Minister Edna Molewa, Department of Environmental Affairs
The pro-trade lobby has tried to justify rhino horn trade in economic terms. These justifications are based on flawed & dangerous assumptions and often proposed by those with a vested financial interest in trade.
Legalizing trade will prevent poaching - On the contrary, legalizing trade has the potential to increase poaching to unsustainable levels by increasing demand and potentially even raising prices which will see a decline in rhinoceros populations. At face value, legalizing trade could bring much needed funding to South African National Parks and reserves. Notwithstanding the real risks and unintended consequences it would be morally reprehensible, highly irregular and irresponsible to promote trade at anytime into the foreseeable future before other more sustainable sources of revenue are thoroughly investigated
Demand will remain stable - Advocates of legalized trade predict that free trade will increase supply to such an extent that prices will drop. This prediction relies on a dangerous assumption that demand will not grow significantly in the future and that there is enough horn to satisfy demand. When illegal markets are legalized, new consumers enter the market thereby increasing demand, possibly even raising prices. The incentive to cease illegal trade fails when prices rise. The truth is, demand data is inaccurate or unknown, and arguments about lowering prices by increasingly supply only hold true if demand is predictable.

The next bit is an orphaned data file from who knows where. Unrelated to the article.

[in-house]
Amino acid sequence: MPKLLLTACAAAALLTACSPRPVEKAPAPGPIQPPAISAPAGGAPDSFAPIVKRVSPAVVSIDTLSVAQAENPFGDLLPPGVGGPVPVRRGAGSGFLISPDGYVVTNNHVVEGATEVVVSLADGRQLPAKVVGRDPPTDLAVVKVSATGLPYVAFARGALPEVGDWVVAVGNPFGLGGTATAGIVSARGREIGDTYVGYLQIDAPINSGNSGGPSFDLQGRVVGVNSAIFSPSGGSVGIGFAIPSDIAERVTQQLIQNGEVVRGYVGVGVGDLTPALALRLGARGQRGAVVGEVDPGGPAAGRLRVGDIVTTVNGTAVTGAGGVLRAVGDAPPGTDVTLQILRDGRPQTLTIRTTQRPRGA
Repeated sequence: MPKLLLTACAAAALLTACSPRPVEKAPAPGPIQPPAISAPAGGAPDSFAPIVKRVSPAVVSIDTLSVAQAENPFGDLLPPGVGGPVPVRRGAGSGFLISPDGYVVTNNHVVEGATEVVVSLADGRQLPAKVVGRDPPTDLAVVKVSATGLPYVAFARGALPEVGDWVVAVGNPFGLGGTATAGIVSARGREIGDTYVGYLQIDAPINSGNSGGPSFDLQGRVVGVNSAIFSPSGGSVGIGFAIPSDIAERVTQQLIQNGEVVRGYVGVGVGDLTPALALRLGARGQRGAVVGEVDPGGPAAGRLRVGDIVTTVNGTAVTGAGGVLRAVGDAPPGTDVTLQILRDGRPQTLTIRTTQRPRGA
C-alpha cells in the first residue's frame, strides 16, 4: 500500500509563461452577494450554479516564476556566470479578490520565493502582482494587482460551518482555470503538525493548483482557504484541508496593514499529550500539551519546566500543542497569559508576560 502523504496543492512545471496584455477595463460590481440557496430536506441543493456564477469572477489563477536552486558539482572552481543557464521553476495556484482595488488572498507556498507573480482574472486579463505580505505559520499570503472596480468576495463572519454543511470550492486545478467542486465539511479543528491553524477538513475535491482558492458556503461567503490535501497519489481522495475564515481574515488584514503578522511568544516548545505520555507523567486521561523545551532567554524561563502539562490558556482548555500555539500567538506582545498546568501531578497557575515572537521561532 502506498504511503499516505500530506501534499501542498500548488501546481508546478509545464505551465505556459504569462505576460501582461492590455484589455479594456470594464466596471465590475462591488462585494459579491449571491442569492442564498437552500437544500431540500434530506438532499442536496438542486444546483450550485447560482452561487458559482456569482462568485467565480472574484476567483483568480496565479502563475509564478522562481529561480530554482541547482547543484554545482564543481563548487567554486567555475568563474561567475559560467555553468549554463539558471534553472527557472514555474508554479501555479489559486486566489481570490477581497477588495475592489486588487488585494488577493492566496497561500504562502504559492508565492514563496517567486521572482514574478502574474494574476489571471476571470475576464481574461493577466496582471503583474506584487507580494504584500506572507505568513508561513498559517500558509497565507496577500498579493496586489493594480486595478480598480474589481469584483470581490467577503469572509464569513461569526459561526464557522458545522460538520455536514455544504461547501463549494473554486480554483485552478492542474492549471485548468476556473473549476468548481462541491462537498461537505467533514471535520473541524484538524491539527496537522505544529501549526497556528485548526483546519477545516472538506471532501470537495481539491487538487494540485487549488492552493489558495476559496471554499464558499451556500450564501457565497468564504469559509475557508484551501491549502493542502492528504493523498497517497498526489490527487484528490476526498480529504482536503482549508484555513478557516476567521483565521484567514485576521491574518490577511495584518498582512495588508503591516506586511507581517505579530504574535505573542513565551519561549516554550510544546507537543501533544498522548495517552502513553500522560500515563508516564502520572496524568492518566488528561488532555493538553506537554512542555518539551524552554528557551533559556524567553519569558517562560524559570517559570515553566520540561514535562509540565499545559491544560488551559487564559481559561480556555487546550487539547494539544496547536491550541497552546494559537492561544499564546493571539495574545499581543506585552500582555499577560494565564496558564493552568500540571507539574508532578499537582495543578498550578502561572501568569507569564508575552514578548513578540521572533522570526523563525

All trade will be legal - Advocates of trade suggest that legal rhino horn sold through a Centralized Selling Organization (CSO) will eradicate illegal trade on the black market. However, restrictions on market participants and the quantities sold will drive those excluded from legal horn trade underground. The black market will not be subject to any taxes and /or levies and will thus enjoy greater profitability. The notion that legalizing trade will eliminate illegal trade displays an ignorance of how organized crime works and is naïve at best.
On this basis alone any formal consideration of legalized trade is misguided, dangerous and could lead to increased demand and, ultimately, the extinction of the rhinoceros in the wild.
We call on the government of South Africa to take the precautionary route and reject any changes to the current annotations as set out in CITES Appendix II relating to the SA population of white rhino and not permit ANY commercial trade in rhino horn.